✍🏻 Professor Romance’s 5 ⭐️ Review: Jolie Vines’s Obsessed ✍🏻

Overall Grade: ⭐️ ⭐️ ⭐️ ⭐️ ⭐️

I have been waiting for this. I’ve made no mystery about my love for Jolie Vines’s Scottish Highlander heroes and heroines. She has this amazing capacity to craft heroes who adore their heroines, and it makes you light up inside at the revelation of their love stories. But something has always felt underwhelming in the later chapters of her stories (epilogues excluded). Once the heroine accepts/acknowledges her love for these brawny, masculine heroes who adore them, the story loses a bit of its shine. It drags sometimes in ways that undermine the overall feel for the book, so I oftentimes give her books 4 and 4 ½ star reviews. I still adore her characterizations and the decidedly Scottish and English voices of her stories, but I’ve always expected a bit more. And that may be my fault, but I knew that there was more for her to give. And she has done it in her newest book, Obsessed. Let’s just say that I’ve become a bit obsessed with the hero and heroine of this story, Lochinvar “Lochie” and Caitriona “Cait.” So let’s begin about all the reasons why I adored this book, cementing it as tied for my favorite book with her Love Most Say Least:

For me, this book’s plotting and story development feel the most evenly paced. I believe this is the case because there is some romantic suspense within this story for both Lochie and Cait. As such, Vines is so careful to reveal the evolution and resolution to each of their stories that your interest in the story development is maintained through to the end. Even then, the resolution makes you feel replete. This felt different from her other books where the finality of the story was grounded in characterization (which is also the case here) instead of the story. I LOVED that aspect of Obsessed. 

Additionally, Vines plays with ideas about $exuality in this book that are intriguing. She speaks to it in her acknowledgments, and it’s an aspect of $exuality that is rarely discussed or shown in romance. In doing that, Vines continues to push the envelope of romance writing along with pushing the boundaries of her own romances. It’s clear that she isn’t interested in generating staid romance. She seeking after evolution. Cait’s characterization as a beautiful woman who doesn’t feel strongly about love with any man is so contrary to romantic heroines that I adore reading her. Vines has thrown out the formula and rewritten it for Obsessed. 

There is a psychology to this book that also intrigues me. While Vines handles Cait’s depiction well in this story, she also plays with the idea of the perceptions of others on our own perception of ourselves. Let me grow tangential here. I’ve been thinking recently about the impact of parents posting about their children online, how they are creating an idealized version of their children that their children can later consume. I’ve wondered how that might craft a different version of identity for their children that isn’t grounded in reality. And I’ve worried that we are raising a generation of confused children for it. In Obsessed, Vines plays somewhat with that idea of the influence of how others view our lives and its traumas in crafting our identity and choices in the present. This is shown in both Lochie and Cait’s depictions, making for an intriguing and thoughtful read. I love how Vines uses this idea to connect these two, adding gravity to their depiction.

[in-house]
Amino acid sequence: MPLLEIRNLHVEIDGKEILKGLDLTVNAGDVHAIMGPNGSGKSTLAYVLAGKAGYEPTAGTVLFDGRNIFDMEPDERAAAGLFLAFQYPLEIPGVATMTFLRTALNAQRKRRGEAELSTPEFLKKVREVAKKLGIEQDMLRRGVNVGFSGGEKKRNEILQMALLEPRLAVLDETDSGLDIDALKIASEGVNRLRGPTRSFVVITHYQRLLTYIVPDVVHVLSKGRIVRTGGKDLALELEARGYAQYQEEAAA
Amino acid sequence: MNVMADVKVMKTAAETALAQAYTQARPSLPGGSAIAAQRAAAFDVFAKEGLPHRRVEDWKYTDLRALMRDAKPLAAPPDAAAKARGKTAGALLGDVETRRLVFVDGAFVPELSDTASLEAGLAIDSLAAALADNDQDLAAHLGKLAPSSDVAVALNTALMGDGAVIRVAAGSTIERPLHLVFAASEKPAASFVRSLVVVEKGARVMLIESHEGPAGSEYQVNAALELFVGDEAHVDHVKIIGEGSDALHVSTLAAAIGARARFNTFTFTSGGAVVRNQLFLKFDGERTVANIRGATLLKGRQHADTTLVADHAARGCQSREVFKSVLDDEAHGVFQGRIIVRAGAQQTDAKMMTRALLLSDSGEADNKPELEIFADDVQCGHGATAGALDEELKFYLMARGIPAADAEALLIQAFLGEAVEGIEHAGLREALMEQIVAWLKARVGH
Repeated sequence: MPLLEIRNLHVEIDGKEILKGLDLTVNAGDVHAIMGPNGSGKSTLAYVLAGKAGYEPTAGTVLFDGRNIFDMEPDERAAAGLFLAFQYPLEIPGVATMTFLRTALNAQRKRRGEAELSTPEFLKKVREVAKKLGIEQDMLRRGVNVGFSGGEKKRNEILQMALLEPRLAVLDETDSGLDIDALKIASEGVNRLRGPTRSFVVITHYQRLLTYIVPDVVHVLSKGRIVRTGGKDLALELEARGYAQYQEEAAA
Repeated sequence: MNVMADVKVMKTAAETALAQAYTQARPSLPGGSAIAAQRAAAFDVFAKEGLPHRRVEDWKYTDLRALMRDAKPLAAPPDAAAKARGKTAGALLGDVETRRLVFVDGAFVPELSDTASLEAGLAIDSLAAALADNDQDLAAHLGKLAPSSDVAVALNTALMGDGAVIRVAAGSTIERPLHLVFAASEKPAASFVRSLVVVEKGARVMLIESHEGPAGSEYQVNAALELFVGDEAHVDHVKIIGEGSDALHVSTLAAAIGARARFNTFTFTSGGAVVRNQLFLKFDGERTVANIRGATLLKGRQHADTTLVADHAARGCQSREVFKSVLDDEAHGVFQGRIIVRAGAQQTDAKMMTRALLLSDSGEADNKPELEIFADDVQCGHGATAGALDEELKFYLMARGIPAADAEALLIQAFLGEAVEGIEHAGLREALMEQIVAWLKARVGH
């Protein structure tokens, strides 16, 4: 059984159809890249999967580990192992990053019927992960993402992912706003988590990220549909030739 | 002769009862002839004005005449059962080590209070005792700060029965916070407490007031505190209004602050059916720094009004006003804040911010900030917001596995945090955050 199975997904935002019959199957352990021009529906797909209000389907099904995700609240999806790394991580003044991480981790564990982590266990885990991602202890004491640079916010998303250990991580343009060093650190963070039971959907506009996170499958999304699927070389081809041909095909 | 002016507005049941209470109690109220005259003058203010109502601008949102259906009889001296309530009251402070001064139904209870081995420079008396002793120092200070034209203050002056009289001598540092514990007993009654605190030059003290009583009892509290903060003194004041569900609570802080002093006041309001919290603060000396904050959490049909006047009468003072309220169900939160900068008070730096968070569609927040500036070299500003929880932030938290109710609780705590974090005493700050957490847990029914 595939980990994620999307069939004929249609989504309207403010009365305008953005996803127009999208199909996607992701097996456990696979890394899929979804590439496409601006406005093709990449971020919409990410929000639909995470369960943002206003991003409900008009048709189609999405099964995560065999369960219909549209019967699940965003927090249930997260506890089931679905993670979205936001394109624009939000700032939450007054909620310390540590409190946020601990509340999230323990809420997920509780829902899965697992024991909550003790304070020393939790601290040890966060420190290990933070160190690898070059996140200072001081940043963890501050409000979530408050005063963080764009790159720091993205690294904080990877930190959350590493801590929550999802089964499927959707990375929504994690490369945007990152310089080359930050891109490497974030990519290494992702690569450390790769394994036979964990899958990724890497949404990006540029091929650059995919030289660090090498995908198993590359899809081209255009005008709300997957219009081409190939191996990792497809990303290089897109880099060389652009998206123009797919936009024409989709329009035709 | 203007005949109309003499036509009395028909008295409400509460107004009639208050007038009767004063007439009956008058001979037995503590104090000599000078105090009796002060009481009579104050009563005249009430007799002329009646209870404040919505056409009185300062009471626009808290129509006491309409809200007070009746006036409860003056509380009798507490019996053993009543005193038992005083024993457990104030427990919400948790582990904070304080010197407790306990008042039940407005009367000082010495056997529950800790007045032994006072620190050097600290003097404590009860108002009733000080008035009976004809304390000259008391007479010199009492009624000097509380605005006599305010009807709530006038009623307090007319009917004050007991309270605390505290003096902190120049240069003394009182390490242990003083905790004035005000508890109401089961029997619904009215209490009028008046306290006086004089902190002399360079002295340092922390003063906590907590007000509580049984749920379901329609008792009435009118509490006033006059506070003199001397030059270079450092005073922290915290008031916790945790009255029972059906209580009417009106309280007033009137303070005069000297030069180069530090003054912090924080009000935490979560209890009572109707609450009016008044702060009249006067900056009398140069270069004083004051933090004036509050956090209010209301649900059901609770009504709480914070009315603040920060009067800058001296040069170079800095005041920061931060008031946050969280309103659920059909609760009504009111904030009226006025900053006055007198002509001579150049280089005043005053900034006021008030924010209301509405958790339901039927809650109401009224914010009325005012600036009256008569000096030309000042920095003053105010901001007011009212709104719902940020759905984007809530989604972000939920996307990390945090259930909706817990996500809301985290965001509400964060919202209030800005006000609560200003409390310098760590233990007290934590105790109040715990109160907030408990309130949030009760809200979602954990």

While it’s clear that Lochie and Cait feel something for each other, it takes much of the story for that knot to be unraveled. And as Vineshas done well in the past, Lochie embodies the Vines hero well. However, unlike past stories, it’s done in a way that isn’t rushed and keeps the tension of the story driving forward. 

There is so much to love about Jolie Vines’s Obsessed. I could wax poetic forever on the depth of storytelling and characterization in this story. But to do so would ruin the book for her readers. Instead, I challenge you to run and grab this book today. It still has some traditional romance elements, but I see Vines astutely and brilliantly pushing the boundaries of romance with Obsessed. Honestly, you won’t want to put Lochie and Cait down. 

In love and romance,

Professor A


I teach students to write for college. I love to read writers who write romance. Why not review and promote the writing of people who love to write romance? Win-win for me

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